This will allow us to also use DNS instead of just the IP address


Now, inside the <Location /> and <Location /admin> blocks, add the following line, just after Order allow, deny

Allow <your_computer_ip_address>


Or, if you want to loosen up a bit, you can use a network range or just all:



Allow All


This will stay like:

<Location />
    Order allow,deny
<Location /admin>
    Order allow,deny


where is my IP address


Let's add the PI user to the lpadmin group

sudo gpasswd -a pi lpadmin


Although gpasswd will require to login again for the changes to take effect, we don't need it because it will be the cups service that will get restarted and thus, we don't need the group in the current session . But feel free .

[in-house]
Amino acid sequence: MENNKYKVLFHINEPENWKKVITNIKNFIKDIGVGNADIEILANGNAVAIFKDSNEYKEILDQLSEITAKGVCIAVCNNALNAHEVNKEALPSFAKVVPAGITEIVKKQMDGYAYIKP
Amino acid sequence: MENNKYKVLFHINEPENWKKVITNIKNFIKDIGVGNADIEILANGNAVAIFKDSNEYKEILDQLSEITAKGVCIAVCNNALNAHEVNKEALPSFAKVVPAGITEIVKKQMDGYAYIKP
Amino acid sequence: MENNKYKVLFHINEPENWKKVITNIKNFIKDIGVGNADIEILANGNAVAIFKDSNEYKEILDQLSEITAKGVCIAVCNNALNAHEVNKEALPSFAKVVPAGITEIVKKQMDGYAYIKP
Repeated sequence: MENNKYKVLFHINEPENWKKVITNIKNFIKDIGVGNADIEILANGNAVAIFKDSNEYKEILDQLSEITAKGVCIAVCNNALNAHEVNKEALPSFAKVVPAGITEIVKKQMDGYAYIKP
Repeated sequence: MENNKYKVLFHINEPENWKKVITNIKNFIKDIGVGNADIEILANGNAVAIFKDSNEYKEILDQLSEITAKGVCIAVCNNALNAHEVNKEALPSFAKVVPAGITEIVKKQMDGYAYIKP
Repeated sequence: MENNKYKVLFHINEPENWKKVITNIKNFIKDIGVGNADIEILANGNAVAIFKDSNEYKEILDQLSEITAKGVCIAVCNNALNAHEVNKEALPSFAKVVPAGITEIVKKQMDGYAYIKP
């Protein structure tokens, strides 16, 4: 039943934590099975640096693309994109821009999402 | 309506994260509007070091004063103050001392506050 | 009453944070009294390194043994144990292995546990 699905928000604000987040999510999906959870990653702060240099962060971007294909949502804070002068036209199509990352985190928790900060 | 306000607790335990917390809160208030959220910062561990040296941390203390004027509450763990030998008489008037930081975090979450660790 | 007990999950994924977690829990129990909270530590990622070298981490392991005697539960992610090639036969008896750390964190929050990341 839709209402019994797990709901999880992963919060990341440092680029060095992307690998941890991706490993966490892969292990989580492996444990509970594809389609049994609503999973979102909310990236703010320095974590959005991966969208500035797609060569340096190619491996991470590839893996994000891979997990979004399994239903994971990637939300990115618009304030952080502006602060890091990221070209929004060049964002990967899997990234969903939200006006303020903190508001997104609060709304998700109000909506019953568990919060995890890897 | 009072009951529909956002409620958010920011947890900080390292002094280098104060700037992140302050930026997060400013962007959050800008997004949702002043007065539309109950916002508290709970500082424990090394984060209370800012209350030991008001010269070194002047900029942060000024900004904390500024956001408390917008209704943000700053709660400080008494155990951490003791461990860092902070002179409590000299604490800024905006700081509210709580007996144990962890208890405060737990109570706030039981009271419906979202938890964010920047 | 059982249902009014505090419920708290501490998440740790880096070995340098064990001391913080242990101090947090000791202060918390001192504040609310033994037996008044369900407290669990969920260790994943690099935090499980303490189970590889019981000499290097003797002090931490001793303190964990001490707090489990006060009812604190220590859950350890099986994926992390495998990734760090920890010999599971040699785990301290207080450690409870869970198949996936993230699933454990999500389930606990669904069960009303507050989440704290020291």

This will allow the pi user to add, remove and configure printers


Now, let's enable cups and start it (or restart it)

sudo systemctl enable cups
Synchronizing state of cups.service with SysV service script with /lib/systemd/systemd-sysv-install.
Executing: /lib/systemd/systemd-sysv-install enable cups

sudo systemctl start cups


Add a printer to cups

This is the normal procedure - add a printer to cups on any Linux, using the CUPS Web Interface.


Open your browser of choice and head to:

https://<your_pi_address/name>:631 and you will land at CUPS web


On CUPS Administration, press the "Add Printer" button

On the Printers list, we want the Local Printers - connected to USB. Choose the one you're connecting. In my case, a HP LajserJet 1022 - old, I know.

Fill in all the details. The name is specially important, since it's by it we will reach the printer. My advice is DO NOT USE SPACES.